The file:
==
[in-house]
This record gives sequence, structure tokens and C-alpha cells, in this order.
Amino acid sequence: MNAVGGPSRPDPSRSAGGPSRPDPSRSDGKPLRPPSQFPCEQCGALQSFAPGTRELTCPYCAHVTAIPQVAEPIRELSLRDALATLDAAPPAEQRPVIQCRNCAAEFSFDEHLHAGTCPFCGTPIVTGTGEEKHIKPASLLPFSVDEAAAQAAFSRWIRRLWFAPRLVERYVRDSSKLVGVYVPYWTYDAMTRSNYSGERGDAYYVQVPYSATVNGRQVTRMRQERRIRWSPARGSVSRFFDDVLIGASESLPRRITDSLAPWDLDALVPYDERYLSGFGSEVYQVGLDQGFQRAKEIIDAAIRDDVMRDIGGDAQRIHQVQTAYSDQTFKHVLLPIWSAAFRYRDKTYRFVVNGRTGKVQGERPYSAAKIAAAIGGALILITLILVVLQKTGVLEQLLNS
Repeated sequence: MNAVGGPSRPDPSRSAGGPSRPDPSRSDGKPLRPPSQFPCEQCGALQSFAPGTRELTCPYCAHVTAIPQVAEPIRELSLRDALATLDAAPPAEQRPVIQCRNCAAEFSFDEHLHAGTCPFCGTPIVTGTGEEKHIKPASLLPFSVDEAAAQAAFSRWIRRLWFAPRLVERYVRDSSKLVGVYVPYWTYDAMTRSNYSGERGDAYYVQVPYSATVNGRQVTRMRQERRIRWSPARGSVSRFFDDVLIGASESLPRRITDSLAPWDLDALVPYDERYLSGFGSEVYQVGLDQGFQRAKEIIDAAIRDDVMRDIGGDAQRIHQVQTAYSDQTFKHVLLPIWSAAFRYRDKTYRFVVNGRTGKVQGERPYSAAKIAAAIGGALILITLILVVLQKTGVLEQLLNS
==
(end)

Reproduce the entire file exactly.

[in-house]
This record gives sequence, structure tokens and C-alpha cells, in this order.
Amino acid sequence: MNAVGGPSRPDPSRSAGGPSRPDPSRSDGKPLRPPSQFPCEQCGALQSFAPGTRELTCPYCAHVTAIPQVAEPIRELSLRDALATLDAAPPAEQRPVIQCRNCAAEFSFDEHLHAGTCPFCGTPIVTGTGEEKHIKPASLLPFSVDEAAAQAAFSRWIRRLWFAPRLVERYVRDSSKLVGVYVPYWTYDAMTRSNYSGERGDAYYVQVPYSATVNGRQVTRMRQERRIRWSPARGSVSRFFDDVLIGASESLPRRITDSLAPWDLDALVPYDERYLSGFGSEVYQVGLDQGFQRAKEIIDAAIRDDVMRDIGGDAQRIHQVQTAYSDQTFKHVLLPIWSAAFRYRDKTYRFVVNGRTGKVQGERPYSAAKIAAAIGGALILITLILVVLQKTGVLEQLLNS
Repeated sequence: MNAVGGPSRPDPSRSAGGPSRPDPSRSDGKPLRPPSQFPCEQCGALQSFAPGTRELTCPYCAHVTAIPQVAEPIRELSLRDALATLDAAPPAEQRPVIQCRNCAAEFSFDEHLHAGTCPFCGTPIVTGTGEEKHIKPASLLPFSVDEAAAQAAFSRWIRRLWFAPRLVERYVRDSSKLVGVYVPYWTYDAMTRSNYSGERGDAYYVQVPYSATVNGRQVTRMRQERRIRWSPARGSVSRFFDDVLIGASESLPRRITDSLAPWDLDALVPYDERYLSGFGSEVYQVGLDQGFQRAKEIIDAAIRDDVMRDIGGDAQRIHQVQTAYSDQTFKHVLLPIWSAAFRYRDKTYRFVVNGRTGKVQGERPYSAAKIAAAIGGALILITLILVVLQKTGVLEQLLNS